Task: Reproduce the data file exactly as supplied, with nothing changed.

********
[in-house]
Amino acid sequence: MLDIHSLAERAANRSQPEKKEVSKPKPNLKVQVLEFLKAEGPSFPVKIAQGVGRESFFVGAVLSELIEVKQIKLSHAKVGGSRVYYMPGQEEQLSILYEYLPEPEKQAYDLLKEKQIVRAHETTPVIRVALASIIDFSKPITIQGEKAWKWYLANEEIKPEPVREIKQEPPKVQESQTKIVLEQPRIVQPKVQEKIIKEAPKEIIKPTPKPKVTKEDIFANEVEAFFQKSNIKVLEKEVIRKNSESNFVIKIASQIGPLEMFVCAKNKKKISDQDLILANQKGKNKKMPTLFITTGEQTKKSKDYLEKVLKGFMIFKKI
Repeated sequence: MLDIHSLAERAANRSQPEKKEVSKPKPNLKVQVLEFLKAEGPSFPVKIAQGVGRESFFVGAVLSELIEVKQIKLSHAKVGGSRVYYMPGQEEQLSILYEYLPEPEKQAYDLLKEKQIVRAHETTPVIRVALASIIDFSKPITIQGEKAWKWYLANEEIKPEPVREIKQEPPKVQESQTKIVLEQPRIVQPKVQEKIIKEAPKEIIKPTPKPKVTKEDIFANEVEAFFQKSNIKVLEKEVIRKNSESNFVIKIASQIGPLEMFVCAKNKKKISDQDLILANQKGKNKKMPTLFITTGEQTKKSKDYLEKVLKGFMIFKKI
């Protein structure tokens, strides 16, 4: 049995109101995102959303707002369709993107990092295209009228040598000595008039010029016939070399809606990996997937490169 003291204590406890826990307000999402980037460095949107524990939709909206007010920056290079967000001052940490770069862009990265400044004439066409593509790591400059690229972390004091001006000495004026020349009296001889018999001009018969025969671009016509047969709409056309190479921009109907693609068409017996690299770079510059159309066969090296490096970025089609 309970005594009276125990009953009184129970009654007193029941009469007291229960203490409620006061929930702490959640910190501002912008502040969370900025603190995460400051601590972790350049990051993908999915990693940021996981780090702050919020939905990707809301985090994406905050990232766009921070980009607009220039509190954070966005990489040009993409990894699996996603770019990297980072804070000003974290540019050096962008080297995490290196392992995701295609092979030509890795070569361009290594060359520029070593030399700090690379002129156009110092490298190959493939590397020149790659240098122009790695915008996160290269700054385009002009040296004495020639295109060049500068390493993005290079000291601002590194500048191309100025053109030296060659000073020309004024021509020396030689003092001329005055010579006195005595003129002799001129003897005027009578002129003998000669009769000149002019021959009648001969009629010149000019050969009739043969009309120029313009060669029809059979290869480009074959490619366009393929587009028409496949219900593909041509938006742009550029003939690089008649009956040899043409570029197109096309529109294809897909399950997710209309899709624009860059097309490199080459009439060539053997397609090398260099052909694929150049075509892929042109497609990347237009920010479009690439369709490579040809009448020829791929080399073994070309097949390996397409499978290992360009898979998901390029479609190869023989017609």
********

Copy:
[in-house]
Amino acid sequence: MLDIHSLAERAANRSQPEKKEVSKPKPNLKVQVLEFLKAEGPSFPVKIAQGVGRESFFVGAVLSELIEVKQIKLSHAKVGGSRVYYMPGQEEQLSILYEYLPEPEKQAYDLLKEKQIVRAHETTPVIRVALASIIDFSKPITIQGEKAWKWYLANEEIKPEPVREIKQEPPKVQESQTKIVLEQPRIVQPKVQEKIIKEAPKEIIKPTPKPKVTKEDIFANEVEAFFQKSNIKVLEKEVIRKNSESNFVIKIASQIGPLEMFVCAKNKKKISDQDLILANQKGKNKKMPTLFITTGEQTKKSKDYLEKVLKGFMIFKKI
Repeated sequence: MLDIHSLAERAANRSQPEKKEVSKPKPNLKVQVLEFLKAEGPSFPVKIAQGVGRESFFVGAVLSELIEVKQIKLSHAKVGGSRVYYMPGQEEQLSILYEYLPEPEKQAYDLLKEKQIVRAHETTPVIRVALASIIDFSKPITIQGEKAWKWYLANEEIKPEPVREIKQEPPKVQESQTKIVLEQPRIVQPKVQEKIIKEAPKEIIKPTPKPKVTKEDIFANEVEAFFQKSNIKVLEKEVIRKNSESNFVIKIASQIGPLEMFVCAKNKKKISDQDLILANQKGKNKKMPTLFITTGEQTKKSKDYLEKVLKGFMIFKKI
């Protein structure tokens, strides 16, 4: 049995109101995102959303707002369709993107990092295209009228040598000595008039010029016939070399809606990996997937490169 003291204590406890826990307000999402980037460095949107524990939709909206007010920056290079967000001052940490770069862009990265400044004439066409593509790591400059690229972390004091001006000495004026020349009296001889018999001009018969025969671009016509047969709409056309190479921009109907693609068409017996690299770079510059159309066969090296490096970025089609 309970005594009276125990009953009184129970009654007193029941009469007291229960203490409620006061929930702490959640910190501002912008502040969370900025603190995460400051601590972790350049990051993908999915990693940021996981780090702050919020939905990707809301985090994406905050990232766009921070980009607009220039509190954070966005990489040009993409990894699996996603770019990297980072804070000003974290540019050096962008080297995490290196392992995701295609092979030509890795070569361009290594060359520029070593030399700090690379002129156009110092490298190959493939590397020149790659240098122009790695915008996160290269700054385009002009040296004495020639295109060049500068390493993005290079000291601002590194500048191309100025053109030296060659000073020309004024021509020396030689003092001329005055010579006195005595003129002799001129003897005027009578002129003998000669009769000149002019021959009648001969009629010149000019050969009739043969009309120029313009060669029809059979290869480009074959490619366009393929587009028409496949219900593909041509938006742009550029003939690089008649009956040899043409570029197109096309529109294809897909399950997710209309899709624009860059097309490199080459009439060539053997397609090398260099052909694929150049075509892929042109497609990347237009920010479009690439369709490579040809009448020829791929080399073994070309097949390996397409499978290992360009898979998901390029479609190869023989017609």